Sir Alfred Cripps, K.C. and Ryde, K.C. (instructed by Bristows, Cooke, and Carpmael) appeared for the appellants; Balfour Browne, K.C. and E. M. Konstam (instructed by H. W. Saw, agent for 8. Saw, Greenwich) for the Greenwich Assessment Committee: Balfour Browne, K C. and W. Frampton (instructed by Frederick Ryall) for the Bermondsey Assessment Committee; and Balfour Browne, K C. and E. M. Konstam (instructed by Alfred Turner) for the Stepney Assessment Committee.
Evidence was called on behalf of the appellants to establish that since 1906 the expenses of the line had each year exceeded the receipts and that in 1909 the excess amounted to £4036, and this without regard to the yearly rent of £30,000. There was evidence also to the effect that it would not be worth the while of any of the lessee companies individually to give a rent for the line. The respondents offered no evidence.
Sir Alfred Cripps, K.C. contended that upon the evidence the rateable value should be taken as purely nominal-a shilling a yard lineal as in the case of sidings. When an appeal was made against the quinquennial valuation list of 1905, this court took into account the fact that the line was a link line and its geographical position, and the Divisional Court upheld the decision of this court: (East London Railway Joint Committee v. Bermondsey and Greenwich But the case Assessment Committees, | 97 L. T. Rep. 404). Great Central Railway Company v. Banbury Union had not been before the House of Lords, and according to that case the contribu⚫ive There being value of a link line was not to be taken into account. no evidence that any individual company would give a rent for the line-no evidence of a competitive value-the line should be rated at a nominal value only.
Balfour Browne, K.C. said that the position was the same as upon Taking into the last occasion with regard to parochial value. consideration the rent, the line had no parochial value then as now. In 1907 the Court of King's Bench had said that the "position, of the line were matters to be accommodation, and connections " taken into consideration. With regard to the rent, this court had not made the mistake of taking that as a criterion of the value of the line, but had regarded it merely as an indication that the position, accommodation, and connections of the line had value. This case was one of the exceptions alluded to by Lord Lore burn, LC. in Great Central Railway Company v. Banbury Union. The line had a competitive value. It was obvious that someone might be found to rent the line beside the lessee companies; and they themselves, to get rid of competition, had combined.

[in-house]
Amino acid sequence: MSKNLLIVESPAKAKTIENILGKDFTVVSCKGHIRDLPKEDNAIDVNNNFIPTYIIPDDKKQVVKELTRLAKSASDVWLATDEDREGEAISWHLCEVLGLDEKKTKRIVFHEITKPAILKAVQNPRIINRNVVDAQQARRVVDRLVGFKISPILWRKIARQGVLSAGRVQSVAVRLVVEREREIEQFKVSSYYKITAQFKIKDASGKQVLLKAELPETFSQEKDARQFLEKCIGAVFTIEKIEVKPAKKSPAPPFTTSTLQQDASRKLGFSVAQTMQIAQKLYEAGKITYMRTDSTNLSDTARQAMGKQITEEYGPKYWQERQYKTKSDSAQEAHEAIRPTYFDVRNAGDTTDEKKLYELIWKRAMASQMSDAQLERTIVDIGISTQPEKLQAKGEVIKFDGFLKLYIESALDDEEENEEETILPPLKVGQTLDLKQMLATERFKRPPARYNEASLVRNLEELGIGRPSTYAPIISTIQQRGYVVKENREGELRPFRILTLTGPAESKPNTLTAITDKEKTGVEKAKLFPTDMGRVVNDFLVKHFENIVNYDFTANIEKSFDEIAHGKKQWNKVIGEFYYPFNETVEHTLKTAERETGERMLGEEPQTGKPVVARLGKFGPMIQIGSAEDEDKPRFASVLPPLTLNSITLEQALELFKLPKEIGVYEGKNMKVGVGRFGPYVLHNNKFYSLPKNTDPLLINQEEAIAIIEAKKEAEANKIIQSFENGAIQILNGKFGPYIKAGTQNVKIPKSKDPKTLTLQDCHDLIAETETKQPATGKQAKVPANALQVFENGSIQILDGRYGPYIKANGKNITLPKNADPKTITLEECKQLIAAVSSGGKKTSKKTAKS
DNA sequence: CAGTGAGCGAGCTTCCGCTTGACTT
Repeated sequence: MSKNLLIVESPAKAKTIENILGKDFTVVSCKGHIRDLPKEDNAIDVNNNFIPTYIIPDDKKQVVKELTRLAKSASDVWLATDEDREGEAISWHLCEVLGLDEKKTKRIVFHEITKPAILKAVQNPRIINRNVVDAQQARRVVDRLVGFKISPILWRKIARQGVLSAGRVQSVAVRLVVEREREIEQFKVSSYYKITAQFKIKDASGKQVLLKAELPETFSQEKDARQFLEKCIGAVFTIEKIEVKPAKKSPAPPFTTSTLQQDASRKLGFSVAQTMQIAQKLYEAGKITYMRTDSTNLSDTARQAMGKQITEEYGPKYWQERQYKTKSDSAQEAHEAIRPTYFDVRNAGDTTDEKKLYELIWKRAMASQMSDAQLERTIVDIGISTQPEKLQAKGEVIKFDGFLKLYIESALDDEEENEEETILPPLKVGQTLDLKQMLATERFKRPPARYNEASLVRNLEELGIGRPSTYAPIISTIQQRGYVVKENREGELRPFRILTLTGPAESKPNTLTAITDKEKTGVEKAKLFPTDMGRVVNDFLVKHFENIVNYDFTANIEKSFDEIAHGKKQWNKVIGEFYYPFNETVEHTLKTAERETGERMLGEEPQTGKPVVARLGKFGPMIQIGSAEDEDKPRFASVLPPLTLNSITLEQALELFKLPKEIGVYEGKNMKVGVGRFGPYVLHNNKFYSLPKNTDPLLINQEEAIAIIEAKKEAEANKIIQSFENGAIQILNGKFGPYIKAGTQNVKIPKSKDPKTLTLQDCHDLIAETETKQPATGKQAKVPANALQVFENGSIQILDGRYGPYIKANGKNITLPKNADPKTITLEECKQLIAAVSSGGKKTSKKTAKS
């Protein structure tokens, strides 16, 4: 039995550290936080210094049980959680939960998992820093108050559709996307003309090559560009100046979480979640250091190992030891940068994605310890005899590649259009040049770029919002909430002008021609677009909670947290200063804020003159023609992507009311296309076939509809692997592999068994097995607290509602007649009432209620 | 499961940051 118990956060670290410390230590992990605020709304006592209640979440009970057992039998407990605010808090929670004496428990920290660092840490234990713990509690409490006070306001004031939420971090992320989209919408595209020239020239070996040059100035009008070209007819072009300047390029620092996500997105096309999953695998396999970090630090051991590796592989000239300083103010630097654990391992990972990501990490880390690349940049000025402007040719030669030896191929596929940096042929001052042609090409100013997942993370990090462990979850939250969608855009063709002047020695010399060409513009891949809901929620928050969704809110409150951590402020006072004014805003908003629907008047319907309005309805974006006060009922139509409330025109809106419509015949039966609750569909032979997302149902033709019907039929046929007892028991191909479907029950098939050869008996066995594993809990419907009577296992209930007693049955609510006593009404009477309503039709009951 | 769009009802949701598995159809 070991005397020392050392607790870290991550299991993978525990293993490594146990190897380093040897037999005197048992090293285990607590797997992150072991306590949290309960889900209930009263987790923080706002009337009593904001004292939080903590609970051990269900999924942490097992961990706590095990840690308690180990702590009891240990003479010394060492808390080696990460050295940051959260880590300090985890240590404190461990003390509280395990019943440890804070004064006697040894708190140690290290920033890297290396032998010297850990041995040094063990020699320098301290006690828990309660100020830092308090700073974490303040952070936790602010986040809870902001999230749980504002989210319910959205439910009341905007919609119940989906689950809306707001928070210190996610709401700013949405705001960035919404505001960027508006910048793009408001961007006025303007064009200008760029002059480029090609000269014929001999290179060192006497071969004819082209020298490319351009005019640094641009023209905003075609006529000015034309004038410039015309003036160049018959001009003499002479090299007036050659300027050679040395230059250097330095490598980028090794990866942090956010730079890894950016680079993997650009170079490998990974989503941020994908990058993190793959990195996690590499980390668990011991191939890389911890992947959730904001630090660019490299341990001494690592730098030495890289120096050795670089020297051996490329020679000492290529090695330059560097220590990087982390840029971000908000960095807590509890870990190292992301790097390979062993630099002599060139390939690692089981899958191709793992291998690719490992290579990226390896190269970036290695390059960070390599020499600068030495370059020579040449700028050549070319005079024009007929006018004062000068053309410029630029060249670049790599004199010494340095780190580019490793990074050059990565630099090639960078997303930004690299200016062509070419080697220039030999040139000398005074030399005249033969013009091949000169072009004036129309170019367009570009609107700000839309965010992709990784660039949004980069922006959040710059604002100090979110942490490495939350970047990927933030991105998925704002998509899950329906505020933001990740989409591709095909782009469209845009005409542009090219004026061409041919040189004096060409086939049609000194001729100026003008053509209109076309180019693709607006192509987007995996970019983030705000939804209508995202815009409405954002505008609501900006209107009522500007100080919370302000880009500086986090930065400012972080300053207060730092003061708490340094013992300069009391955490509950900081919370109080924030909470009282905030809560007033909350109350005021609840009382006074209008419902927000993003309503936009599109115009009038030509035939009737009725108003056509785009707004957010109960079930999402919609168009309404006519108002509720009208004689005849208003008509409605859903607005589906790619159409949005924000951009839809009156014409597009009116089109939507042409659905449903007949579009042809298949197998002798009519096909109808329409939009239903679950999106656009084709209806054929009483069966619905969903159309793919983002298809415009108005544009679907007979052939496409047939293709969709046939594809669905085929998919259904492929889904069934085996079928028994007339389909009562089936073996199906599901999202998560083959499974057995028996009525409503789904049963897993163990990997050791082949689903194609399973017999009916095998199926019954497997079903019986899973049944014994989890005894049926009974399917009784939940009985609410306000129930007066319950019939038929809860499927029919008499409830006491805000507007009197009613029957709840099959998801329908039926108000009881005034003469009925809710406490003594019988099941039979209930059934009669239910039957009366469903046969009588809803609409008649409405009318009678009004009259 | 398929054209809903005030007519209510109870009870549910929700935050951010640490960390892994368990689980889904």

The DEPUTY CHAIRMAN delivered the following judgment.—It is nnnecessary to go into the history of this line, which is leased to the East London Railway Joint Committee, because the facts have been before this court on previous occasions, when the arrangement under which the joint committee worked the line was fully gone into. Only one point, divided into two parts, was raised by the learned counsel for the appellants in his arguments, and by the evidence called by him at He contended. first, that the gradually the hearing of this case. increasing loss annually sustained by the joint committee justified a nominal assessment only; and, secondly, that the House of Lords decision in the case of Great Central Railway v. Banbury Union ought to alter our previous decision as to the principle involved in this case-namely, that we might take into consideration extraneous circumstances. With regard to the question of principle, when the case stated by us was heard and determined by the High Court in 1907, our view was supported. Darling, J. clearly stated that " were entitled to look at extraneous circumstances," and A. T. Lawrence, J. was of opinion that the position and connections and accommodation of this line are things which no one who was going to take the line as a tenant would shut his eyes to." It appears to as that the case of the Banbury Union in the House of Lords does not in any way affect the question. It certainly does not decide that we are not to take into consideration these extraneous circumstances in a case such as the present. Lord Lore burn at the end of his judgment clearly contemplated a case such as this and refused to lay down any general rule. With regard to the question of values, we have had ample evidence by various officials of the lines represented on the joint committee, and we have no evidence on the other side to contradict it, that the line is indeed carried on at an annual loss, The reduction quite apart from the question of any statutory rent.